The two best SNL monologues that you will never see  


Tony: ...I've been thinking it's good to be in something from the ground floor. I came too late for that, I know. But lately I've been gettin' the feelin' that I come in at the end. The best is over.

Is there anyone from my generation who actually thinks SNL is good? Or heck, even "was" good at any point in our lives? While the old stuff was ground breaking, our personal "golden age" was anything but. Sure, Hartman, Farley, Sandler, et al were "funny" at times...maybe even "most" of the time. But the real SNL wasn't just funny, it was cutting edge. It was bucking the establishment. It was the kind of stuff that we can only read about in books.

Sadly, I recently learned that we came very close, on two separate occasions, of rekindling that "not quite ready for prime time" magic.

Years ago (probably around the time he was promoting his movie) Howard Stern came close to hosting the show. Like us, however, he realized how bad the show had become. So, he had a few minor requests: he wanted to write the entire show. See, instead of the normal process of the cast writing their own skits, Howard wanted Jackie and Fred to write everything. And, if that wasn't enough, he also proposed an opening monologue that Andy Kaufman would have been proud of.

In a meeting with Lorne Michaels, Howard came up with the idea of dressing down every cast member of the show. Howard would pretend that the first skit was "Howard's school of comedy, 101." The cast would act as "students", expecting to be in a traditional skit, with the standard corny jokes.

However, once in front of a live camera, Howard would go off script and explain to each cast member why they weren't funny. He would be brutal, but he would be honest. And then we, as viewers, would get to see how they'd react. Would they fight back? Would they clam up? Now THAT would be must see tv.

Although intrigued by the idea, Lorne couldn't betray his cast like that, so he had to turn Howard down. But now that I know the story, I can't help but daydream how deliciously awkward that would be.

The second brush with greatness came when Norm Macdonald hosted the show. Now, when I said that SNL had never been cutting edge in my lifetime, I wasn't being completely honest. Norm's version of Weekend Update remains one of the funnier things I've ever seen on TV. He was un-apologetically brutal. And hilarious. But politics led to him being fired.

Some time after being fired, Norm found himself hosting the show. And his monologue explaining that ironic turn of events remains a classic:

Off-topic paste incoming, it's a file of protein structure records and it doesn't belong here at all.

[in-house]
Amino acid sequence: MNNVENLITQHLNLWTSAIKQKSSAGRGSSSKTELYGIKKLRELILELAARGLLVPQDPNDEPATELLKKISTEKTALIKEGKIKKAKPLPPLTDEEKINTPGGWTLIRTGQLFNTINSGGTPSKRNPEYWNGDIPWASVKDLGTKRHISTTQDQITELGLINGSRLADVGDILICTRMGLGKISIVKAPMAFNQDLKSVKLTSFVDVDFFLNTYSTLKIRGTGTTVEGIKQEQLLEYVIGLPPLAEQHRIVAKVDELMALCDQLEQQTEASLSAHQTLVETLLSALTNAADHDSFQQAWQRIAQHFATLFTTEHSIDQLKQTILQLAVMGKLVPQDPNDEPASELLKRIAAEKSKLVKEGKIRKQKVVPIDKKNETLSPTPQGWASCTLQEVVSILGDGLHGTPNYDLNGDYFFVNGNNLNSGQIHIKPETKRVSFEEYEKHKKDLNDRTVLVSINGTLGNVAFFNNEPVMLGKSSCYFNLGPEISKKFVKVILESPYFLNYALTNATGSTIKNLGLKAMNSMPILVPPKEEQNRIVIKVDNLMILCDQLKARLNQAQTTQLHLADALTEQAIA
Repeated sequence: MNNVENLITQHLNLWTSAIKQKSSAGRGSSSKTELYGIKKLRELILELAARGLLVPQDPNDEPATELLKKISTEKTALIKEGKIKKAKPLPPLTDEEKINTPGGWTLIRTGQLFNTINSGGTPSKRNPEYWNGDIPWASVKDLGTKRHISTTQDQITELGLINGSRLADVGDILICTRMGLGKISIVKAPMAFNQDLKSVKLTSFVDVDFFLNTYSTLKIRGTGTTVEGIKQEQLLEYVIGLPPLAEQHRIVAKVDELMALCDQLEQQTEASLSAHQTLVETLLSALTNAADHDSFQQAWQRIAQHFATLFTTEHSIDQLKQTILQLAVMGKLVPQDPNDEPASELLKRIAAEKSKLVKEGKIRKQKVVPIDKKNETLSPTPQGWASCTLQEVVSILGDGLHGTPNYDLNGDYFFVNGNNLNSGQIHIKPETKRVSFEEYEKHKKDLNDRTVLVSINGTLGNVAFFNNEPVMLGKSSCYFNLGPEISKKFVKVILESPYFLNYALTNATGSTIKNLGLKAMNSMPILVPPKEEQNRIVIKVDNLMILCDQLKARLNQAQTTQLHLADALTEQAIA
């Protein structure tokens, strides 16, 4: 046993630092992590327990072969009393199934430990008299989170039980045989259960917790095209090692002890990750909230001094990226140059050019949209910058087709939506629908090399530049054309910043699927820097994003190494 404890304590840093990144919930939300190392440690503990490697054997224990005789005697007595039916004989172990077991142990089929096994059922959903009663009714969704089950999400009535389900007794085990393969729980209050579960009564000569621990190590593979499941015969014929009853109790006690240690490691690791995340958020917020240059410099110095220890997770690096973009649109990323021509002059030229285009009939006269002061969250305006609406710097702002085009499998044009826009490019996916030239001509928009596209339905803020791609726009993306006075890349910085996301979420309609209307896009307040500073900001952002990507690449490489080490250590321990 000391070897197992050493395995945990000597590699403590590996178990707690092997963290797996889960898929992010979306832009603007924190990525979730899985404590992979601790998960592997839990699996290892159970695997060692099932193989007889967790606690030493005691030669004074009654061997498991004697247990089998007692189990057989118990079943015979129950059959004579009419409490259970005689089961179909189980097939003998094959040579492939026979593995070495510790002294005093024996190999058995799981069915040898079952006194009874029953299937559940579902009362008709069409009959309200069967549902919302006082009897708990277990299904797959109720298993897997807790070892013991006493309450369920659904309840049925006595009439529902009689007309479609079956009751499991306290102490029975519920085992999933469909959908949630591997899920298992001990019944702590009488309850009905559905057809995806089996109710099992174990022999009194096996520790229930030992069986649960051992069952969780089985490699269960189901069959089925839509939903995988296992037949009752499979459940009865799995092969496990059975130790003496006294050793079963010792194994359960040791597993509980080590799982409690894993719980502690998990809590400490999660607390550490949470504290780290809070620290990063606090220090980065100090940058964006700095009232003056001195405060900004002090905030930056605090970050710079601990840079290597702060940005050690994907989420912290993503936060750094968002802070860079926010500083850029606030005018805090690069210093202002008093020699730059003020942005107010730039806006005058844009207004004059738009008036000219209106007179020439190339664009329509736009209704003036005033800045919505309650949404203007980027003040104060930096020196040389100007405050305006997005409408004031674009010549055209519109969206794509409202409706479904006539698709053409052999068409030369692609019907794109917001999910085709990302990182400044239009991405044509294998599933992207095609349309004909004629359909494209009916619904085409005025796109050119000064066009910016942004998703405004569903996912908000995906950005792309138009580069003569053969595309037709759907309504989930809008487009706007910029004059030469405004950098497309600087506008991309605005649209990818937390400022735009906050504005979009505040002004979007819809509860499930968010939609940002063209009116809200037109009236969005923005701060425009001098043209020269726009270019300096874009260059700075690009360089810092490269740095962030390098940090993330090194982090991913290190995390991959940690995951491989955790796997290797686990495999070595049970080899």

Norm MacDonald: When the people here asked me to do the show, I've got to say, I felt kind of weird. I don't know if you remember this, but I used to actually be on this show. I used to do the "Weekend Update" news routine, you remember that? That's where I did the make-believe news jokes. That was me, you know? So then, a year and a half ago, I had sort of a disagreement with the management at NBC. I wanted to keep my job. Right? And they felt the exact opposite. They fired me because they said that I wasn't funny. Now, with most jobs, I could have had a hell of a lawsuit on my hands for that, but see, this is a comedy show. So, they got me. But, now, this is the weird part, it's only a year and a half later, and now, they ask me to host the show. So I wondered, how did I go from being not funny enough to be even allowed in the building, to being so funny that I'm now hosting the show? How did I suddenly get so goddamn funny?! It was inexplicable to me, because, let's face it, a year and a half is not enough time for a dude to learn how to be funny! Then it occurred to me, I haven't gotten funnier, the show has gotten really bad! So, yeah, I'm funny compared to, you know, what you'll see later. Okay, so let's recap, the bad news is: I'm still not funny. The good news is: The show blows! Alright, folks, we've got a bad show for you tonight! Dr. Dre, Snoop Doggie Dogg and Eminem are here. We'll be right back!

Here's the audio:

Anyway, as amazing as that monologue was, he actually planned on going further. Norm Macdonald, crazy genius that he is, wanted to say that monologue, and then hop into a cab and leave the show. Every skit would have been in total disarray without the host being there. How awesome would that train wreck be? I don't even dare to imagine. His career would have been destroyed, but man would it have made for some compelling television.

This entry was posted on Tuesday, January 13, 2009 at Tuesday, January 13, 2009 . You can follow any responses to this entry through the comments feed .


I don't think his career would have been destroyed. I think the hardcore politically incorrect crowd would have eaten it up. Everyone perseveres, except maybe Michael Richards. There's no coming back from that.

January 15, 2009 at 1:58 PM

Dirty work is fucking classic

January 15, 2009 at 4:25 PM

Slight correct for the Norm transcript: He said "We've got a bad show for you tonight" not "great show".

June 22, 2009 at 3:42 AM

good catch. fixed.

June 28, 2009 at 10:46 AM

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